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music, bobby mcferrin, pentatonic scale

Bobby McFerrin demonstrated the power of the pentatonic scale without saying a word.

Bobby McFerrin is best known for his hit song “Don’t Worry Be Happy,” which showcased his one-man vocal and body percussion skills (and got stuck in our heads for years). But his musicality extends far beyond the catchy pop tune that made him a household name. The things he can do with his voice are unmatched and his range of musical styles and genres is impressive.

The Kennedy Center describes him: “With a four-octave range and a vast array of vocal techniques, Bobby McFerrin is no mere singer; he is music's last true Renaissance man, a vocal explorer who has combined jazz, folk and a multitude of world music influences - choral, a cappella, and classical music - with his own ingredients.”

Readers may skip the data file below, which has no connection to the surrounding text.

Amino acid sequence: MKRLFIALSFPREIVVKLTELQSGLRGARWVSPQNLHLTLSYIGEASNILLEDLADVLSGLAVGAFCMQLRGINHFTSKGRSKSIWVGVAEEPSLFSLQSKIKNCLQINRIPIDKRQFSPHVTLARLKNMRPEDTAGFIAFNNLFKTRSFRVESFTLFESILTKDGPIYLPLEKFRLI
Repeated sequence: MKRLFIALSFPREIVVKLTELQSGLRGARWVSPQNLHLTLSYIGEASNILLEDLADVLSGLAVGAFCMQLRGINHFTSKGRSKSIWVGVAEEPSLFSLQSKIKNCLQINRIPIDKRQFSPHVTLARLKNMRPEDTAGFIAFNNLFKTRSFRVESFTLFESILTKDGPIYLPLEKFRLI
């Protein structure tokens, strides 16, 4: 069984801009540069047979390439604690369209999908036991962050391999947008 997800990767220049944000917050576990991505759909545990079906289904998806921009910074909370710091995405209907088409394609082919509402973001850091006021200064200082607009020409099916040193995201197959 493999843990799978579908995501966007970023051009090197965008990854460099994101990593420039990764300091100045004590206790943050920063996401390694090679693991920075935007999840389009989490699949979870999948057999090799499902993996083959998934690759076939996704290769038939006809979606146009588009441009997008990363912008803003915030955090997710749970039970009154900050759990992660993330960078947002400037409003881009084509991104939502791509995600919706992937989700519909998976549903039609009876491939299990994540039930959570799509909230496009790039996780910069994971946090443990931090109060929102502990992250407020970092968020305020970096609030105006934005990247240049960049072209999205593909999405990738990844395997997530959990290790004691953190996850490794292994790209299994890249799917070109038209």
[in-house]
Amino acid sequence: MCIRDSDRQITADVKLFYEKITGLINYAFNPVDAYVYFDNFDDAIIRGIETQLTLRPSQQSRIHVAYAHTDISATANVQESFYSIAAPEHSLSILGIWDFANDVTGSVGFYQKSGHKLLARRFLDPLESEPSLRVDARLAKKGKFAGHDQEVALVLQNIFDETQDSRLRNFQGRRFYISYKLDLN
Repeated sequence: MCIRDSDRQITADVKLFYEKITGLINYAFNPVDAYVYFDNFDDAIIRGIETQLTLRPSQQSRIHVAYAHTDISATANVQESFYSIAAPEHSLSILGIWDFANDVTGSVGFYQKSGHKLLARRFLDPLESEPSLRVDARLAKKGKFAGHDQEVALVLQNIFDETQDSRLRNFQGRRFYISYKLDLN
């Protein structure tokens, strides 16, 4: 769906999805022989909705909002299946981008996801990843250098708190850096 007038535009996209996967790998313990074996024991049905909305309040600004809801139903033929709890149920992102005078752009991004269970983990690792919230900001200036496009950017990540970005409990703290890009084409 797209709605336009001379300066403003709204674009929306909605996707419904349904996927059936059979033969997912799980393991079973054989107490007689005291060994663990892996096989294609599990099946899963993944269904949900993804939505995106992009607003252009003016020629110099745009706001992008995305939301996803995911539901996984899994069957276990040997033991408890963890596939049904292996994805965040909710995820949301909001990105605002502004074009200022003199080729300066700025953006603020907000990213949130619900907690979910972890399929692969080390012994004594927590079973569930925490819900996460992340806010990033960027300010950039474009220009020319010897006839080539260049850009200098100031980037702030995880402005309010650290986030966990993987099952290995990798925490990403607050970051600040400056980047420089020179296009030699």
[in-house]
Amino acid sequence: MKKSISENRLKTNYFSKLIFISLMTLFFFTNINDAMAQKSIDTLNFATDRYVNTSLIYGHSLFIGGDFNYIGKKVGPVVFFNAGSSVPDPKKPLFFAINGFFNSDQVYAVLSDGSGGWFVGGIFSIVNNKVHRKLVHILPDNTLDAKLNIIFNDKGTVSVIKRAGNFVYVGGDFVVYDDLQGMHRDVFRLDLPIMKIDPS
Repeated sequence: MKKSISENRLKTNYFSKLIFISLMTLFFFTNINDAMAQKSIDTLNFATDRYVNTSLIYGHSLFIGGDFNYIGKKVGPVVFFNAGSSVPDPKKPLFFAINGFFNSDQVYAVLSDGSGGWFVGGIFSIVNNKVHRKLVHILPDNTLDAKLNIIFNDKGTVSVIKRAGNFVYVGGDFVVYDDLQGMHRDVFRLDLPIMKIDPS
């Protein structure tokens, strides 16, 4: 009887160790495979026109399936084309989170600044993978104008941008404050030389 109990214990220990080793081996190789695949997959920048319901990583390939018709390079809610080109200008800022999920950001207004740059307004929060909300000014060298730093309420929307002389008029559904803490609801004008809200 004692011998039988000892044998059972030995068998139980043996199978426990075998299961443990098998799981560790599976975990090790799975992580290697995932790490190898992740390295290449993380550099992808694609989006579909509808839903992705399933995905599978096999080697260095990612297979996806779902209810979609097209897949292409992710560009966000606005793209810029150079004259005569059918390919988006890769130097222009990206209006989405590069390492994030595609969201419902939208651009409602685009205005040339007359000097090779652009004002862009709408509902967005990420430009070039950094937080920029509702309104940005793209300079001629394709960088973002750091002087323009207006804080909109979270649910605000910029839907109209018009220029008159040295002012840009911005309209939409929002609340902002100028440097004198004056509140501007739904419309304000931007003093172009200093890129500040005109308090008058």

McFerrin is also a music educator, and one of his most memorable lessons is a simple, three-minute interactive demonstration in which he doesn’t say a single word.


In a video shared by the World Science Festival, McFerrin demonstrates the power of the pentatonic scale by prompting the audience to sing specific notes when he stands in specific places on stage. With just his body movements and a handful of sung notes, he turns the audience into an instrument, showing them how intuitive the pentatonic scale truly is for all of us.

The pentatonic scale has five notes per octave instead of the seven we often think of as standard (the heptatonic scale). The pentatonic scale is thought to have been used since pre-ancient times and is found in nearly every culture in the world. Its beauty is in its simplicity; many folk songs have been composed using only the notes in this scale.

Perhaps that’s why it seemed so natural for the people in the audience to know what notes to sing when McFerrin moved without him telling them which notes to sing beyond the first few. It’s a delightful demonstration of how music connects us in an innate, inexplicable and seriously incredible way.

Watch the demonstration from the "Notes & Neurons: In Search of the Common Chorus" event in 2009:

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